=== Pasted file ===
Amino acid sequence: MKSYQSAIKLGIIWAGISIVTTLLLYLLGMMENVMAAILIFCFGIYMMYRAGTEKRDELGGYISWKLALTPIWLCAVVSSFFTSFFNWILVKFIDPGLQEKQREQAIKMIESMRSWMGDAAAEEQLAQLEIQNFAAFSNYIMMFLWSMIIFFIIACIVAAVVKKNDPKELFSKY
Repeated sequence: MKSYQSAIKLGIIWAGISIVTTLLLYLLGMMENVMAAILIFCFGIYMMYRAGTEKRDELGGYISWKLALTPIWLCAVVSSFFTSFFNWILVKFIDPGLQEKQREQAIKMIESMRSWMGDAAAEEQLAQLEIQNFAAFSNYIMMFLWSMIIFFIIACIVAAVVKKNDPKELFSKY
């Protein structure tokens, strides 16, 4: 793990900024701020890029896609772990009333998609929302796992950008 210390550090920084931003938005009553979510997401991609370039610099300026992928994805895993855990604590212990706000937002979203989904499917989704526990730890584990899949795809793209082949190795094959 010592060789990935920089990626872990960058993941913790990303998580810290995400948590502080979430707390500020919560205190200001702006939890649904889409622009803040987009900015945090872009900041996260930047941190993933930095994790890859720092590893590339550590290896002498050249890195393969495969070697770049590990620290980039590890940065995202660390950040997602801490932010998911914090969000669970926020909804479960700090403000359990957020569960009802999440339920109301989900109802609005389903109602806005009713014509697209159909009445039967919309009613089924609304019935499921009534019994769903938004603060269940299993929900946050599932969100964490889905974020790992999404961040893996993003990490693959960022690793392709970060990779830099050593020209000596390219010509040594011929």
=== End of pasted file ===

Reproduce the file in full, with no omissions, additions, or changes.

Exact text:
Amino acid sequence: MKSYQSAIKLGIIWAGISIVTTLLLYLLGMMENVMAAILIFCFGIYMMYRAGTEKRDELGGYISWKLALTPIWLCAVVSSFFTSFFNWILVKFIDPGLQEKQREQAIKMIESMRSWMGDAAAEEQLAQLEIQNFAAFSNYIMMFLWSMIIFFIIACIVAAVVKKNDPKELFSKY
Repeated sequence: MKSYQSAIKLGIIWAGISIVTTLLLYLLGMMENVMAAILIFCFGIYMMYRAGTEKRDELGGYISWKLALTPIWLCAVVSSFFTSFFNWILVKFIDPGLQEKQREQAIKMIESMRSWMGDAAAEEQLAQLEIQNFAAFSNYIMMFLWSMIIFFIIACIVAAVVKKNDPKELFSKY
């Protein structure tokens, strides 16, 4: 793990900024701020890029896609772990009333998609929302796992950008 210390550090920084931003938005009553979510997401991609370039610099300026992928994805895993855990604590212990706000937002979203989904499917989704526990730890584990899949795809793209082949190795094959 010592060789990935920089990626872990960058993941913790990303998580810290995400948590502080979430707390500020919560205190200001702006939890649904889409622009803040987009900015945090872009900041996260930047941190993933930095994790890859720092590893590339550590290896002498050249890195393969495969070697770049590990620290980039590890940065995202660390950040997602801490932010998911914090969000669970926020909804479960700090403000359990957020569960009802999440339920109301989900109802609005389903109602806005009713014509697209159909009445039967919309009613089924609304019935499921009534019994769903938004603060269940299993929900946050599932969100964490889905974020790992999404961040893996993003990490693959960022690793392709970060990779830099050593020209000596390219010509040594011929």